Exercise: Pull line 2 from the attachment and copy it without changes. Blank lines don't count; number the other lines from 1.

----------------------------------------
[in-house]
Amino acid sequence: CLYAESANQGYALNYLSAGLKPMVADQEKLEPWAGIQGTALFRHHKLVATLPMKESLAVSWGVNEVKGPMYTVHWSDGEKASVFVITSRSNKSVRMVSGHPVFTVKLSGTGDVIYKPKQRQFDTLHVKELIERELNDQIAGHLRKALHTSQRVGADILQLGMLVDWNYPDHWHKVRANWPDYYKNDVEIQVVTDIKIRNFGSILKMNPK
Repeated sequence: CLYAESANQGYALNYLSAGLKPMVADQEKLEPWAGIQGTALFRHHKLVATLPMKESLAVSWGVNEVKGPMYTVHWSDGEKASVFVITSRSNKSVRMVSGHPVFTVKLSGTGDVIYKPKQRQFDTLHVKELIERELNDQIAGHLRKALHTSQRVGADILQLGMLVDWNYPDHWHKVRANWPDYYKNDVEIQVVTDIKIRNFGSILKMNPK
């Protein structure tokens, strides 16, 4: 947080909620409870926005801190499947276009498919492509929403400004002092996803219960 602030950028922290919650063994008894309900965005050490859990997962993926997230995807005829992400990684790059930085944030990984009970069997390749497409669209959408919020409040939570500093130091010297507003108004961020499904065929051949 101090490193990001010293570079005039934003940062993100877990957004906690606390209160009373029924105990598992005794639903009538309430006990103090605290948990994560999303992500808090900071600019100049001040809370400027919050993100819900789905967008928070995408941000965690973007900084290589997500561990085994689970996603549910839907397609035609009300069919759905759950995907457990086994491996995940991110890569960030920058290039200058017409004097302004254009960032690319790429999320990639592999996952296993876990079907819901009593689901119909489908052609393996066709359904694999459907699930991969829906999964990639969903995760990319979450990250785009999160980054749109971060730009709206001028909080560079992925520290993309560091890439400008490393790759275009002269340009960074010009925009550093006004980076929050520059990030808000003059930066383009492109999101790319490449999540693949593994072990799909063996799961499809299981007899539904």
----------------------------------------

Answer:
Amino acid sequence: CLYAESANQGYALNYLSAGLKPMVADQEKLEPWAGIQGTALFRHHKLVATLPMKESLAVSWGVNEVKGPMYTVHWSDGEKASVFVITSRSNKSVRMVSGHPVFTVKLSGTGDVIYKPKQRQFDTLHVKELIERELNDQIAGHLRKALHTSQRVGADILQLGMLVDWNYPDHWHKVRANWPDYYKNDVEIQVVTDIKIRNFGSILKMNPK